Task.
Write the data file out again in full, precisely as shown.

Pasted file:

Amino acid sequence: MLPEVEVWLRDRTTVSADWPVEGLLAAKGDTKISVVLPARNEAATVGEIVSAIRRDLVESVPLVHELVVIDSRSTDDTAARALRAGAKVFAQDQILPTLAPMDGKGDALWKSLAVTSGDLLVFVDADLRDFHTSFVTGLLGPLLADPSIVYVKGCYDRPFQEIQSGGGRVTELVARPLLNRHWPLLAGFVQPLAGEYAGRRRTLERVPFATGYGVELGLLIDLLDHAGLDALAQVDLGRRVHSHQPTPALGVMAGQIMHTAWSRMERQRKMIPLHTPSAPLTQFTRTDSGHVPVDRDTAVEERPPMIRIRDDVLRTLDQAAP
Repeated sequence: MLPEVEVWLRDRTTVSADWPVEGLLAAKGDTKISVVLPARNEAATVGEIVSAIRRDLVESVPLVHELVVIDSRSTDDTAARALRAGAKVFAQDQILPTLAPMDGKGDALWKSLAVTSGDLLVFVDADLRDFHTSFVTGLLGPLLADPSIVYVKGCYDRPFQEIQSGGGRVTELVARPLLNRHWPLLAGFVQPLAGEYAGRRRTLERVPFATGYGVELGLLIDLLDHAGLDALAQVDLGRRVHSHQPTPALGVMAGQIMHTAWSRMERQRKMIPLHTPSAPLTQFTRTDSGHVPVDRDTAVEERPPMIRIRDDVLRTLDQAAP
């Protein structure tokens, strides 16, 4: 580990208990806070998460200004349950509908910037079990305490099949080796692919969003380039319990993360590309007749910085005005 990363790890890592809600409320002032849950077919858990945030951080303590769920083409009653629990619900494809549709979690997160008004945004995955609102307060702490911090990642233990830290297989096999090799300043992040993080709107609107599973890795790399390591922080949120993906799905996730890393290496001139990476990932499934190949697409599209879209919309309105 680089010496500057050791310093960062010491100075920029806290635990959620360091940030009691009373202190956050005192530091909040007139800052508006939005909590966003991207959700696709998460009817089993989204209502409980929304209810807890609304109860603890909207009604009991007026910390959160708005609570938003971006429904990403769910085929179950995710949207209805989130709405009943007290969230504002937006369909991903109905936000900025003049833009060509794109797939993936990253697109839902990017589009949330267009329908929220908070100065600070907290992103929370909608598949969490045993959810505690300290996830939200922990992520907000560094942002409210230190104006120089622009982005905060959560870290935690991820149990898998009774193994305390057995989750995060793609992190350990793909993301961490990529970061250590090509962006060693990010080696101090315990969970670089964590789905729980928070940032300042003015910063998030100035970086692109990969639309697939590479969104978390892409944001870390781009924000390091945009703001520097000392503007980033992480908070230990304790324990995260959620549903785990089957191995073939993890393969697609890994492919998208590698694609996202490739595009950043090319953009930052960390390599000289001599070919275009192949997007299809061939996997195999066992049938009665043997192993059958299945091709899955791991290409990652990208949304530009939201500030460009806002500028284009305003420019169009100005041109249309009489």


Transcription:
Amino acid sequence: MLPEVEVWLRDRTTVSADWPVEGLLAAKGDTKISVVLPARNEAATVGEIVSAIRRDLVESVPLVHELVVIDSRSTDDTAARALRAGAKVFAQDQILPTLAPMDGKGDALWKSLAVTSGDLLVFVDADLRDFHTSFVTGLLGPLLADPSIVYVKGCYDRPFQEIQSGGGRVTELVARPLLNRHWPLLAGFVQPLAGEYAGRRRTLERVPFATGYGVELGLLIDLLDHAGLDALAQVDLGRRVHSHQPTPALGVMAGQIMHTAWSRMERQRKMIPLHTPSAPLTQFTRTDSGHVPVDRDTAVEERPPMIRIRDDVLRTLDQAAP
Repeated sequence: MLPEVEVWLRDRTTVSADWPVEGLLAAKGDTKISVVLPARNEAATVGEIVSAIRRDLVESVPLVHELVVIDSRSTDDTAARALRAGAKVFAQDQILPTLAPMDGKGDALWKSLAVTSGDLLVFVDADLRDFHTSFVTGLLGPLLADPSIVYVKGCYDRPFQEIQSGGGRVTELVARPLLNRHWPLLAGFVQPLAGEYAGRRRTLERVPFATGYGVELGLLIDLLDHAGLDALAQVDLGRRVHSHQPTPALGVMAGQIMHTAWSRMERQRKMIPLHTPSAPLTQFTRTDSGHVPVDRDTAVEERPPMIRIRDDVLRTLDQAAP
């Protein structure tokens, strides 16, 4: 580990208990806070998460200004349950509908910037079990305490099949080796692919969003380039319990993360590309007749910085005005 990363790890890592809600409320002032849950077919858990945030951080303590769920083409009653629990619900494809549709979690997160008004945004995955609102307060702490911090990642233990830290297989096999090799300043992040993080709107609107599973890795790399390591922080949120993906799905996730890393290496001139990476990932499934190949697409599209879209919309309105 680089010496500057050791310093960062010491100075920029806290635990959620360091940030009691009373202190956050005192530091909040007139800052508006939005909590966003991207959700696709998460009817089993989204209502409980929304209810807890609304109860603890909207009604009991007026910390959160708005609570938003971006429904990403769910085929179950995710949207209805989130709405009943007290969230504002937006369909991903109905936000900025003049833009060509794109797939993936990253697109839902990017589009949330267009329908929220908070100065600070907290992103929370909608598949969490045993959810505690300290996830939200922990992520907000560094942002409210230190104006120089622009982005905060959560870290935690991820149990898998009774193994305390057995989750995060793609992190350990793909993301961490990529970061250590090509962006060693990010080696101090315990969970670089964590789905729980928070940032300042003015910063998030100035970086692109990969639309697939590479969104978390892409944001870390781009924000390091945009703001520097000392503007980033992480908070230990304790324990995260959620549903785990089957191995073939993890393969697609890994492919998208590698694609996202490739595009950043090319953009930052960390390599000289001599070919275009192949997007299809061939996997195999066992049938009665043997192993059958299945091709899955791991290409990652990208949304530009939201500030460009806002500028284009305003420019169009100005041109249309009489």